By Heidi Chow
26 October 2015
I must confess, I thought that I didn’t know very much about the UK food system before this weekend. As a campaigner against the corporate take-over of Africa’s food system, I am more familiar with the aid initiatives that are benefiting corporations at the expense of small scale farmers or raising awareness about seed law changes in Ghana.
And so I went to the national gathering of the UK food sovereignty movement with the intention to learn about UK food issues. I enjoyed learning from the rich experiences and insights from food growers, farmers, community organisers, activists, educators and academics and was so impressed how much collective knowledge there was at the gathering. But I also realised that I could contribute and that I actually knew more than I realised. Because although the specifics maybe different, the struggle against corporate power is the same.
So here’s four things I learned this weekend:
1. Improving access to land is needed for local communities to grow food
The issue of land reform to improve land access was a recurring theme in many discussions. The concentration of land in the hands of the few is making it difficult for aspiring food growers and farmers to access suitable land . Less than 0.1 % of the UK population own half of the UK’s land. Land price inflation and interest from private developers also exacerbates the lack of affordable land.
2. The chemical in the weed-killer, Roundup probably causes cancer
Actually I’m slightly cheating here as I did know about this before the gathering. Earlier this year, the World Health Organisation classified the chemical found in Monsanto’s Round up could cause cancer. What I learned though, was that this product is readily available in garden centre s and can be found in many garden sheds across the UK. The widespread use of chemical inputs is damaging to the soil and the environment and is also expensive and many farmers across the world have fallen into debt due to dependency on chemical fertlisers and pesticides but it is now shown that it could also be a cause of cancer. In spite of this massive public health concern, Monsanto continues to profit from the sale of this product.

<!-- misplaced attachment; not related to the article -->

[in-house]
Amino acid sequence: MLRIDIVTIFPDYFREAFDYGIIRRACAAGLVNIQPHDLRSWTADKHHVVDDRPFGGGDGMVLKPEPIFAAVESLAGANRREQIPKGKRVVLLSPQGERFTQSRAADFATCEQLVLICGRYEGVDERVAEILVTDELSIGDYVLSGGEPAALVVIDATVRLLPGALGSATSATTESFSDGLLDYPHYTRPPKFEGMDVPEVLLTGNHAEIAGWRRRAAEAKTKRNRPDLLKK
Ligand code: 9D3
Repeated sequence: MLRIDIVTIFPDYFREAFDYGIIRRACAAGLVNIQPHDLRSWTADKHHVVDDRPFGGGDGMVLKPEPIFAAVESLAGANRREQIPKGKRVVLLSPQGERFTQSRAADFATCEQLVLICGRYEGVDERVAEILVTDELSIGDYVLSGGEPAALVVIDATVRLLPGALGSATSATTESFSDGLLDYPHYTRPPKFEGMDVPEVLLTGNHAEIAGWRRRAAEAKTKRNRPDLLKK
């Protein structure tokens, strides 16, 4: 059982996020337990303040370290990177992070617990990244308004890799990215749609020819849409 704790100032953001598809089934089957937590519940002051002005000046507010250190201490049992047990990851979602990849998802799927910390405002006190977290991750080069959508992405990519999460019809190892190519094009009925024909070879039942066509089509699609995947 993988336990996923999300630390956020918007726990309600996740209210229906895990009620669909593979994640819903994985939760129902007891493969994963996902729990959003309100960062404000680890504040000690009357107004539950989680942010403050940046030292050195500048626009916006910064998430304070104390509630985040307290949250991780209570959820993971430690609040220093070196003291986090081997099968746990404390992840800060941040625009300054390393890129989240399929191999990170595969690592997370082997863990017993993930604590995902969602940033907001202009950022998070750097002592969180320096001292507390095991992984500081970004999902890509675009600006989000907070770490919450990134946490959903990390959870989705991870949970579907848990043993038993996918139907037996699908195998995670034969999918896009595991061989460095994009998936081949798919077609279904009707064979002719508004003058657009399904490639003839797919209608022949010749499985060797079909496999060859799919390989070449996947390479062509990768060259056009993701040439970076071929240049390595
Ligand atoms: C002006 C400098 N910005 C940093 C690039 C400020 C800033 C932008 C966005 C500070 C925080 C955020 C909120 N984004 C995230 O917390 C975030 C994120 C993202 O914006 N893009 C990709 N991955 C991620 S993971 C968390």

3. There is very little freedom to save and swap seeds in the UK but even this is at risk
UK has a highly formalised (i.e. highly legislated) seed sector which favours big seed companies. In the EU, only seed which is certified and registered can be traded or exchanged. The process is expensive, involves strict criteria for seed quality and can take up to three years and then requires an annual fee. However there is an exemption from these regulations in the UK for home gardeners or amateur growers. But this exemption is at risk in 2016 when the regulations will be reviewed.
The freedom to keep and swap seeds is fundamental to keeping control of food in the hands of small scale food producers and local communities.
4. We need a national food policy
This was a big discussion led by the Land Workers’ Alliance and will continue beyond the gathering and will involve more people inputting and exchanging ideas. We started by thinking about what it would look like if we had food sovereignty in the UK and what policies would be needed to achieve it. There were many ideas put forward ranging from subsidising organic produce especially for low income households to putting agroecology onto the national curriculum, from taxing the use of chemical inputs to establishing local food councils. The dialogue will continue but what was clear was that we need a national food policy and that it needs to be coherent and comprehensive which takes account of the public health, the environment, sustainable livelihoods, education and training.
A common struggle
It probably shouldn’t be a surprise to me that the four things I learned about the UK food system are around land, seeds, chemicals and policies as these are core aspects of the struggle that many communities around the world are fighting for. Being part of the gathering this weekend, has reminded me that we are in the same struggle here in the UK and across the world.